Canine distemper: latest publications of interest | Vets & Clinics

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Canine distemper: latest publications of interest

Canine distemper is caused by a Morbillivirus belonging to the Paramyxoviridae family. The virus uses lymphoid tissue as a medium for its replication. Infected animals suffer severe immunosuppression.

This post summarises the latest publications of interest into canine distemper. We hope it will be useful.

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1. Detection of canine distemper virus by reverse transcriptase (RT)-PCR in the urine of dogs with clinical signs of distemper encephalitis. Saito TB et al. Res Vet Sci. 3 May, 2005

A prospective study to evaluate the use of RT-PCR in urine samples to diagnose distemper in dogs with progressive neurological injury.

Urine samples obtained from 22 dogs were used to isolate and amplify a nucleoprotein gene of the canine distemper virus.

Leukocytes and body fluids from 12 asymptomatic dogs were also analysed using the same technique, all of which were negative.

The authors concluded that RT-PCR is more sensitive in urine samples than in leukocytes or serum, but equally sensitive in CSF samples. RT-PCR may therefore be used to screen for distemper in symptomatic dogs.

2. Interstitial pneumonia in neonatal canine pups with evidence of canine distemper virus infection. K. Pandher et al. J. Vet. Diagn. Invest 18 (2):201-204, 2006.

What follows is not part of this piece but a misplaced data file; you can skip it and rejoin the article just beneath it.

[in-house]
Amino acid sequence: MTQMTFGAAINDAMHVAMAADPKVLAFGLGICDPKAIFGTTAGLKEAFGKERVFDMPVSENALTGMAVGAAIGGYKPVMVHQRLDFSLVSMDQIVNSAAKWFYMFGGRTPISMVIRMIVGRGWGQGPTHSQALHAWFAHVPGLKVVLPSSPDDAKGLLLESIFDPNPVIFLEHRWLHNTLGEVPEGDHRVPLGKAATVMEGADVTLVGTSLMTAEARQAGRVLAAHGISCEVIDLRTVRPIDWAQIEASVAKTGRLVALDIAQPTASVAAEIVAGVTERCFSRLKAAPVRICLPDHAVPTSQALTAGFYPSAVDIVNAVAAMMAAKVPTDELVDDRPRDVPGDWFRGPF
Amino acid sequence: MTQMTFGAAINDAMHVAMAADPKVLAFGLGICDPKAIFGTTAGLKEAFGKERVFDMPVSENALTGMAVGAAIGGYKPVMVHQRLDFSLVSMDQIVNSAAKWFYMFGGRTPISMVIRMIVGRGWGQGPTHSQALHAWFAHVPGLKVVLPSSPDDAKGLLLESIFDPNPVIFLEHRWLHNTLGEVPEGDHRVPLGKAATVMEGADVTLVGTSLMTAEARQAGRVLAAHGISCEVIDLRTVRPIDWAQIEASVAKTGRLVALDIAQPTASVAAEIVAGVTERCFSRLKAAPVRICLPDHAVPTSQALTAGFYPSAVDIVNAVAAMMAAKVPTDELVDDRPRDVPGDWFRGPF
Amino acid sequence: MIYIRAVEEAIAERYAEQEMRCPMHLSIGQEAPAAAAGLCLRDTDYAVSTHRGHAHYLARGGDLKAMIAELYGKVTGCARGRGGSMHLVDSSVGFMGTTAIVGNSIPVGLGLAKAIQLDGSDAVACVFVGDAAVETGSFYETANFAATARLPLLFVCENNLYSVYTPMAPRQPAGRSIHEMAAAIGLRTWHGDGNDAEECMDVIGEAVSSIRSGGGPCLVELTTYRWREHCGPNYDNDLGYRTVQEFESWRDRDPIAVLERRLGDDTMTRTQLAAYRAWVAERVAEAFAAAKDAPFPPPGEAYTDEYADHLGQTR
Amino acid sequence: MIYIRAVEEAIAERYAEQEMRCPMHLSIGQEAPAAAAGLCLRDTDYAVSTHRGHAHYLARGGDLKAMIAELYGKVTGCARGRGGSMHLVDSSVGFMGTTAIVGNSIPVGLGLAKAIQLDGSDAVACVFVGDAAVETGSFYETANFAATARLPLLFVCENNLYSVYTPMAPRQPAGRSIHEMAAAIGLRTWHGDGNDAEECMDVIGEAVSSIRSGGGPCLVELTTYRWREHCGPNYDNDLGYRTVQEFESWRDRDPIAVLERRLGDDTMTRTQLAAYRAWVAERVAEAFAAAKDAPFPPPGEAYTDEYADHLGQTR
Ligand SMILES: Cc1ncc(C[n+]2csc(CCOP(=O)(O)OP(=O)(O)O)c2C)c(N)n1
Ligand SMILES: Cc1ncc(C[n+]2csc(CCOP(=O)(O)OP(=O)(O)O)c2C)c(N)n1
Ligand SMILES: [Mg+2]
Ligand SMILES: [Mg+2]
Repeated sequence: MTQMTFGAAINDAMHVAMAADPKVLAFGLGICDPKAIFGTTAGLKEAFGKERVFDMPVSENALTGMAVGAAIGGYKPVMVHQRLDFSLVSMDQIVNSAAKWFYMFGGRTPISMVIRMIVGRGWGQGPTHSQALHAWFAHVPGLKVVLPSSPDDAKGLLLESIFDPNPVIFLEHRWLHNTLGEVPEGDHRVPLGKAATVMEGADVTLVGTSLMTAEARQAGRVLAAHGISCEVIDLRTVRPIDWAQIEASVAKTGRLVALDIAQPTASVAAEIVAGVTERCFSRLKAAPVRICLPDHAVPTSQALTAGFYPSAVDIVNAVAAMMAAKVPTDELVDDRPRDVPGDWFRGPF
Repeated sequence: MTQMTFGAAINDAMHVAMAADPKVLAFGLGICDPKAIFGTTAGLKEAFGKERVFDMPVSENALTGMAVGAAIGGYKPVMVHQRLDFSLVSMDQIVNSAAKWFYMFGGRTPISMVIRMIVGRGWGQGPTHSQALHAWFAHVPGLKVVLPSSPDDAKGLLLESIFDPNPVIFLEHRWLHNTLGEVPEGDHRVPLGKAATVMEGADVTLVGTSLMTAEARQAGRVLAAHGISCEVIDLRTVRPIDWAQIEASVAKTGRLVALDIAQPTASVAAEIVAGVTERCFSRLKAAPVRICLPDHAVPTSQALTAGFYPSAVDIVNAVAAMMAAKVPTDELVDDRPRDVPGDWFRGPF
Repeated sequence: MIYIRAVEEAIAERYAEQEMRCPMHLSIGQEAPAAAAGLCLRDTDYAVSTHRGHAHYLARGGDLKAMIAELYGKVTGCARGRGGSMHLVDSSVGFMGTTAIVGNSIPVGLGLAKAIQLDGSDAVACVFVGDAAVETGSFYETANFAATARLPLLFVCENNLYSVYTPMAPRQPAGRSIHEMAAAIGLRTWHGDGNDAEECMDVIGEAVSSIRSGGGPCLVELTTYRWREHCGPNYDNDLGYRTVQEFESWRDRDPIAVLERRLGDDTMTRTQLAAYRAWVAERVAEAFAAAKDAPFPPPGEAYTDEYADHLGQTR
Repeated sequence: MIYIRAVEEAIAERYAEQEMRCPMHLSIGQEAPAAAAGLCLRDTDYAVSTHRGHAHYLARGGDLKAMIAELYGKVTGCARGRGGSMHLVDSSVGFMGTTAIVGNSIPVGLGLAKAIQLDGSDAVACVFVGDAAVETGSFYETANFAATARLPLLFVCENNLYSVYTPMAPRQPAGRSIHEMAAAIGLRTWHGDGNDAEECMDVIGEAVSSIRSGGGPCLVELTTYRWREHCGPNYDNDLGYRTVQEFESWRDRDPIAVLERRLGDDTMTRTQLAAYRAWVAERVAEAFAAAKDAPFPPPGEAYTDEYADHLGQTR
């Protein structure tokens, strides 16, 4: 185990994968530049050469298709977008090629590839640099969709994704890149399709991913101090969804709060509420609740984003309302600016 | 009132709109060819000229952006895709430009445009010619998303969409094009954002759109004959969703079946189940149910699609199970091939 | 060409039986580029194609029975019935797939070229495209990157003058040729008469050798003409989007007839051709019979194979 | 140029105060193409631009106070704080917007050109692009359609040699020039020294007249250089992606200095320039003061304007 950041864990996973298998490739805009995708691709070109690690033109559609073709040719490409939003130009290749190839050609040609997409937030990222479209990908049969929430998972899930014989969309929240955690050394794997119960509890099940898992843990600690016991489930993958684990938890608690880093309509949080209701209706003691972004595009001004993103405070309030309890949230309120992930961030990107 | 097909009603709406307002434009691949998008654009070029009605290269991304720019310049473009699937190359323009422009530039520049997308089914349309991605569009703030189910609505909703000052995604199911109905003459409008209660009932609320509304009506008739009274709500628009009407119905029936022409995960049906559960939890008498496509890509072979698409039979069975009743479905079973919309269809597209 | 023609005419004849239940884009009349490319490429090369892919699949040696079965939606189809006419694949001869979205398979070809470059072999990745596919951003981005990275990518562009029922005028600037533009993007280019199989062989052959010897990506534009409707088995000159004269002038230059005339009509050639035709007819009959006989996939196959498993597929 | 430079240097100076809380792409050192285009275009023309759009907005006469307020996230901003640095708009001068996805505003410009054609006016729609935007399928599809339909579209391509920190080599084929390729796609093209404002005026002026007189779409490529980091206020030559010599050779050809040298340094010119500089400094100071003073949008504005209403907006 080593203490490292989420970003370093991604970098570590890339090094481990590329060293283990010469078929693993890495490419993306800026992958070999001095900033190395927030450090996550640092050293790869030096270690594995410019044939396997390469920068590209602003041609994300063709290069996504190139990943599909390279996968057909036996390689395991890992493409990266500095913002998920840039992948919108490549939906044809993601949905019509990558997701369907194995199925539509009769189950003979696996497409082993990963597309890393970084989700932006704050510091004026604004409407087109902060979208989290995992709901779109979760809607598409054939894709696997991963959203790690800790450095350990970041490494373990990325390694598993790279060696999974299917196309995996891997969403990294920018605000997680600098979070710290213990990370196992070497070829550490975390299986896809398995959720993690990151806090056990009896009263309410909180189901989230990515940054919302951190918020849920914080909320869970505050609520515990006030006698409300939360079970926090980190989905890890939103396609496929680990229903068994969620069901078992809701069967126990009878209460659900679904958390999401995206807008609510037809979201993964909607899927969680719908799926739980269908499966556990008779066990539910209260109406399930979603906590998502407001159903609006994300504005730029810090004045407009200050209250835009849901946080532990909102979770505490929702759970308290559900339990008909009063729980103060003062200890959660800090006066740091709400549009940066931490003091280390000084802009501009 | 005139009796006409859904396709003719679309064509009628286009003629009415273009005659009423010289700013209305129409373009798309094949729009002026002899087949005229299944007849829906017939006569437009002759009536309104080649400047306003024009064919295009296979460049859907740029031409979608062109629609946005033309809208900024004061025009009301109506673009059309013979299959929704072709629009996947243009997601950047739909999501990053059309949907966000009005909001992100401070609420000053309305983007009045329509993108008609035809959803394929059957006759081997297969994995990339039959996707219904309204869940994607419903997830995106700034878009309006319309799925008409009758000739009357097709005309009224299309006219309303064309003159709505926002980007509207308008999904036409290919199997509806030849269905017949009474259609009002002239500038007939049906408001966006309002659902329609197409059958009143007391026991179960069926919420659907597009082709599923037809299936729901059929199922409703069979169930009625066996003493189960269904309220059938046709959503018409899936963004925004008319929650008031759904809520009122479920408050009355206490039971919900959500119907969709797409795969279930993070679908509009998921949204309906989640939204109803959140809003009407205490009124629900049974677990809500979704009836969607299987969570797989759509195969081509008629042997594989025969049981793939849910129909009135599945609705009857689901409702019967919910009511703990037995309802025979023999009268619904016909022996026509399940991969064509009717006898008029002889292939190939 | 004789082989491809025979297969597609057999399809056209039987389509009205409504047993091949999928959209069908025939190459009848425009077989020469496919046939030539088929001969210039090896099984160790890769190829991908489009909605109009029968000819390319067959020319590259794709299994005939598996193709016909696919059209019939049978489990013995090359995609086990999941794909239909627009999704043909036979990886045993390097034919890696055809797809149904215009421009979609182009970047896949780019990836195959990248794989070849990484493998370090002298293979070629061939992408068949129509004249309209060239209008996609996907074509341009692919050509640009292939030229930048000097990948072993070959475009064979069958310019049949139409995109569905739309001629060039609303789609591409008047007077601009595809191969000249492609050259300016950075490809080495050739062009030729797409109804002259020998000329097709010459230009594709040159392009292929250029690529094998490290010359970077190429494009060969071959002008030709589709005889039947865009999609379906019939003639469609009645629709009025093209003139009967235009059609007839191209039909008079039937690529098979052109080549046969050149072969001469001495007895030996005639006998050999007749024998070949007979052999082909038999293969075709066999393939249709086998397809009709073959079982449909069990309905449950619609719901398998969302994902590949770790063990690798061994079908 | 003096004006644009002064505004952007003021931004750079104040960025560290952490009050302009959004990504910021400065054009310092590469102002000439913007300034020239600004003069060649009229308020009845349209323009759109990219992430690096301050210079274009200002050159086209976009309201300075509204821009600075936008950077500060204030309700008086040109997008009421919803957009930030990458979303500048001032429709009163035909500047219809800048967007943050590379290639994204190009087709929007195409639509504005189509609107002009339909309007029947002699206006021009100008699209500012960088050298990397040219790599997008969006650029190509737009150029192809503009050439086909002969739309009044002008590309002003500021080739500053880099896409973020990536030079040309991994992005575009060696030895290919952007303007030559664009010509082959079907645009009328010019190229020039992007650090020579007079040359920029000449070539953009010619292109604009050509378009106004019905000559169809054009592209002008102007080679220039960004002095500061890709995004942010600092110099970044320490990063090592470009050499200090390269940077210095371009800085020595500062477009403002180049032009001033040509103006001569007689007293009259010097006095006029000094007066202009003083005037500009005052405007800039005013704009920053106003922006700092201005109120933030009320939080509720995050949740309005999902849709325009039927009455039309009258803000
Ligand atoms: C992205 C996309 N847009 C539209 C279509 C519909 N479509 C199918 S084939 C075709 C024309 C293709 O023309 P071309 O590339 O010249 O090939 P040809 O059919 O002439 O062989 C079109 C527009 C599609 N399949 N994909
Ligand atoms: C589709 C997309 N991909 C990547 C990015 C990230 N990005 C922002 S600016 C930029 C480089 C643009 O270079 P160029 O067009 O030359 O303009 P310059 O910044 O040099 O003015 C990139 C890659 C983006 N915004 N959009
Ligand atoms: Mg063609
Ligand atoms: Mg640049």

Four dead puppies, which lived in animal shelters, aged between 5 and 12 days underwent necropsy. The four puppies were taken to clinics for respiratory signs with or without associated diarrhoea.

The necropsies revealed similar findings in all four subjects, namely, lung lesions consistent with subacute interstitial pneumonia. Reverse transcriptase-PCR confirmed that three subjects were canine distemper virus (CDV) positive.

Immunohistochemical analysis of lung tissue indicated the four pups were CDV-positive in the bronchi, bronchial cells and alveolar macrophages.

None of the subjects presented any central nervous system damage.

In conclusion, canine distemper should be considered in the differential diagnosis of respiratory tract diseases in newborn puppies, despite the absence of neurological clinical signs.

3. Atypical necrotizing encephalitis associated with systemic canine distemper virus infection in pupsAmude AM et al. J Vet Sci. 2011 Dec;12(4):409-12

This study focused on a rare neuropathological manifestation of distemper virus in two 16-day-old Pit Bull pups.

Canine distemper virus caused changes in the grey and white matter of the brain, but only in the anterior region as the posterior brain regions remained unaffected.

Pathological studies identified necrosis, including destruction of nerve parenchyma with a significant inflammatory component and clusters of reactive cells. Eosinophilic inclusion bodies were observed within glial cell nuclei.

Immunohistochemistry was positive for CDV antigens in astrocytes and neurons. RT-PCR was used to amplify CDV-specific amplicons in different brain fragments.

These results indicate that CDV is involved in the aetiopathogenesis of the aforementioned brain lesions.

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